Tayfun Balçık: Are you hopeful for the future of freedom of expression and speech in Turkey? What do you think are the steps to be taken for a future where everyone can access and use these freedoms?

Gülsüm Kav: Of course I am hopeful. There is only one step to be taken, always to keep fighting. But this is not an individual matter. Being aware of the fact that we will never be able to be saved as individuals, and saying “you will never walk alone”, both protecting each other and the lives of women we do not know, and doing this in a strong and organized way, I think is the only thing that wins. When we fight, we win. We don’t gain anything if we don’t. Of course I am very hopeful. This is not such Polyannaism, not an unfounded hope. Because it has a material basis. The change of society, the change of women and their determination… This is how the wheel of history actually turns, and this is the current reality, in the face of this, those who deny this truth will surely lose. There is an effort to cover up this truth, but it is always said that “the truth has a habit of coming out”. Of course it will show up. But of course, everything will not happen by itself, without problems. Of course, everything will be a struggle. Everything will be connected to the good results that should be thanks to the struggle. We will be able to achieve a good life in which women and all of us smile, if we work hard.



Gen Z, student movement and Boğaziçi Protests in Turkey


The decline of academic freedom, freedom of expression and freedom of speech in Turkey, with Turgut Kartal

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The Hague Peace Podcast welcomes Turgut Kartal who is a member of Gez Z, a student in Boğaziçi University and one of the protesters in the student movement. The Boğaziçi University protests started on January 4, 2021. Melih Bulu, who was appointed as the rector of the university on January 1 by the President and AKP’s leader Erdoğan, became the first rector to be appointed from outside of the university since the 1980 coup. Students and university staff were already uncomfortable with the fact that they were not given a chance to elect their own rector. It was also the case for the previous two rectors but the fact that Bulu was a candidate for nomination from the AKP, he took an active role in the establishment of an AKP district organization and he plagiarized in his doctoral thesis caused the students and staff to find the appointment unlawful, inappropriate and unfair. According to the Human Rights Foundation of Turkey, at least 801 people were detained with torture and cruel treatment, 13 people were injured, 11 people were arrested, 228 people were subject to judicial control and 29 people were placed under house arrest. According to Human Rights Watch, the police used disproportionate force and used rubber bullets and tear gas against students.  Helicopters were flown over the campus, snipers were placed in the surrounding buildings. In addition to being detained by house raids, students were also subjected to naked search torture during detention. Disciplinary investigations were launched against students who wrote “trusteeship” on the Rectorate building. The University’s LGBTI+ Studies Club and Women’s Studies Club were closed. Two students, Berke Gök and Perit Özen are the last students who were released after staying in jail for more than 3 months. Tens of legal cases against students are still pending.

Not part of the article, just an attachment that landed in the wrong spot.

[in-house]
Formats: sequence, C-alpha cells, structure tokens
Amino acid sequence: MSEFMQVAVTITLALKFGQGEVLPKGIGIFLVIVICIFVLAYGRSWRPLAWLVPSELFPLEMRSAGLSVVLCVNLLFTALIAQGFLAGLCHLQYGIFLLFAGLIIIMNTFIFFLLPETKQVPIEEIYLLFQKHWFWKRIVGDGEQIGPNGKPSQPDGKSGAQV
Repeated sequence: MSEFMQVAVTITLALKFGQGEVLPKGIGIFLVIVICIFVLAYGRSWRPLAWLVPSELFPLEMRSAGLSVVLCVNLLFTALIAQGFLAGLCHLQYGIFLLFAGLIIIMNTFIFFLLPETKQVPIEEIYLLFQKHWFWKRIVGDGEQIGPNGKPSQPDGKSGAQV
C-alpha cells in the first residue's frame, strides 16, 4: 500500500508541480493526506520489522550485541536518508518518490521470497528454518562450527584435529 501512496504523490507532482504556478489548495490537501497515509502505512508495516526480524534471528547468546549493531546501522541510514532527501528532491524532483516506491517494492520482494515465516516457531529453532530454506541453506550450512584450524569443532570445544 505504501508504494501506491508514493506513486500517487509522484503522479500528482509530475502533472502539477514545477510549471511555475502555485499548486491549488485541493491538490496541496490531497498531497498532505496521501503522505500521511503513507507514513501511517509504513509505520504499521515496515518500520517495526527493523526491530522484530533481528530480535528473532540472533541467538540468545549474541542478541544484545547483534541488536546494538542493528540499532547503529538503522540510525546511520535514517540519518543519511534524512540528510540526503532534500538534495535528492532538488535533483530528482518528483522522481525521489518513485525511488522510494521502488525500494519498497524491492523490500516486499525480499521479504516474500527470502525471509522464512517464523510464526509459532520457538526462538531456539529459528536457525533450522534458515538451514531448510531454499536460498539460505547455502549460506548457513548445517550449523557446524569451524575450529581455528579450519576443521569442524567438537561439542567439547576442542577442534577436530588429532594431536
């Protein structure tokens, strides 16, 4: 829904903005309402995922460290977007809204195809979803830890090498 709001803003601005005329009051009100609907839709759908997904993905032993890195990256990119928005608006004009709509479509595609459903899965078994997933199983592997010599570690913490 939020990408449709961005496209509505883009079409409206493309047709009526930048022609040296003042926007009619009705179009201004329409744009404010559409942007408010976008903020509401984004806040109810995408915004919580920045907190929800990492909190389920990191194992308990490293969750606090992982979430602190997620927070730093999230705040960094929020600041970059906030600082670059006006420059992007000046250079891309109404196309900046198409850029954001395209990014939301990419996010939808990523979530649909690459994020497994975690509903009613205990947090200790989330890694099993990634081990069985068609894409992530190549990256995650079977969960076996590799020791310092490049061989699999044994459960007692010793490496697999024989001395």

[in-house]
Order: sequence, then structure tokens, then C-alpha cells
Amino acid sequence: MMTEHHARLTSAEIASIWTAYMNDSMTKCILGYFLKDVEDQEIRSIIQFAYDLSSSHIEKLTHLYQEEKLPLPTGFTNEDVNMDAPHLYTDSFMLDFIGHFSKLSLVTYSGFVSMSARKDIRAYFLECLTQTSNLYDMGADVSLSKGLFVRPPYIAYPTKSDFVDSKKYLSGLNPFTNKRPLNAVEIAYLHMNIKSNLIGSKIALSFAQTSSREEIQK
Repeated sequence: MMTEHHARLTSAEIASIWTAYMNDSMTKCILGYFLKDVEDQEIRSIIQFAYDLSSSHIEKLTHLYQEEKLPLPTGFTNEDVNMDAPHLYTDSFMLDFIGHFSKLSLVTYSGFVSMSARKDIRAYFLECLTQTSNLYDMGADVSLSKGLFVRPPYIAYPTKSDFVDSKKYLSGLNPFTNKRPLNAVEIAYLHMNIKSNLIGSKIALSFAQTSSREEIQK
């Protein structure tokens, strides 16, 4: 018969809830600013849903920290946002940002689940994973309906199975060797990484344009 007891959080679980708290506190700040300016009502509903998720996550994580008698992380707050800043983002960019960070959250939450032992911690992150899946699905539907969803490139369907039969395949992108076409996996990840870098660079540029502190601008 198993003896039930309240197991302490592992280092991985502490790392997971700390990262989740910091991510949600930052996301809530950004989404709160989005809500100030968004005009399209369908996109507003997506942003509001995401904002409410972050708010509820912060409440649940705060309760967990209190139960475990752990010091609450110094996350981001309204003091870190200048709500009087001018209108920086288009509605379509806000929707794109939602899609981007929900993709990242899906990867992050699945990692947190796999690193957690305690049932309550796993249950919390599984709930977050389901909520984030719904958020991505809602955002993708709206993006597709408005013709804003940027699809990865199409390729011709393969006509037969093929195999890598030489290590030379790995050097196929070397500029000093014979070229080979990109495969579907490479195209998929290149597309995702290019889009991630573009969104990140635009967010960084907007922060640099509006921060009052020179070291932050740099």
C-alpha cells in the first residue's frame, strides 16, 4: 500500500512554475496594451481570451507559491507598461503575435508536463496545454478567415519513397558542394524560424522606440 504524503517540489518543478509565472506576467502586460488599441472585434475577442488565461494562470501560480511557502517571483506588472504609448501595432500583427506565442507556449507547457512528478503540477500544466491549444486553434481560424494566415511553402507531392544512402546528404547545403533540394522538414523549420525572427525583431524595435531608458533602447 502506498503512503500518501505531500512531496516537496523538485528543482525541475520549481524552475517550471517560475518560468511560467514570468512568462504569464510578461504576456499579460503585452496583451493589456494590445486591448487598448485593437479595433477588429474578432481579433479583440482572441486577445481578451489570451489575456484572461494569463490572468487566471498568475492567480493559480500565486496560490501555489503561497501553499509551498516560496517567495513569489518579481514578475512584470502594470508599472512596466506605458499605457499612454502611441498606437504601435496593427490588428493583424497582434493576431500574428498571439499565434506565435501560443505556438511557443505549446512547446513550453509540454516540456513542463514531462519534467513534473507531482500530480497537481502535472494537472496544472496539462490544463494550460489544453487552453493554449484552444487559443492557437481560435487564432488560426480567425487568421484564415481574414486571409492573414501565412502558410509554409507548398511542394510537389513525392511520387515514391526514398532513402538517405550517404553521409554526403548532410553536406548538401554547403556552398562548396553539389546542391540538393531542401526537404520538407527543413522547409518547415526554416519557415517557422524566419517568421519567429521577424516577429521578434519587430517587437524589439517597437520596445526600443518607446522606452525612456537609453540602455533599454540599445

We are, on this episode of The Hague Peace Podcast, here with one of the most popular faces in the protests, Turgut Kartal. He is studying Philosophy in the Boğaziçi University and he was one of the first people playing active role in the protests, also one of the first people being detained.  We talk about the culture of Boğaziçi University, how and when university students and staff believe that Boğaziçi’s cultural values were threatened, how the protests started, how the students gathered together and what the current situation is like.  We also cover about the gradual decline of freedom of expression and freedom of speech in Turkey as well as its current profile regarding these freedoms. We mention to Gen Z’s feelings and thoughts on freedom of expression and speech besides what the generation’s common approach to the way in which these freedoms are being practised. We also specifically talk about the art exhibition which took place in the campus ground, organized by students themselves and was open to any artist who wanted to exhibit its works. The exhibition led to a discussion on the freedom of expression and eventually caused two students to be arrested.

You can find Boğaziçi TV, a youtube channel established by student initiative, via 

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Artistic Freedom in Turkey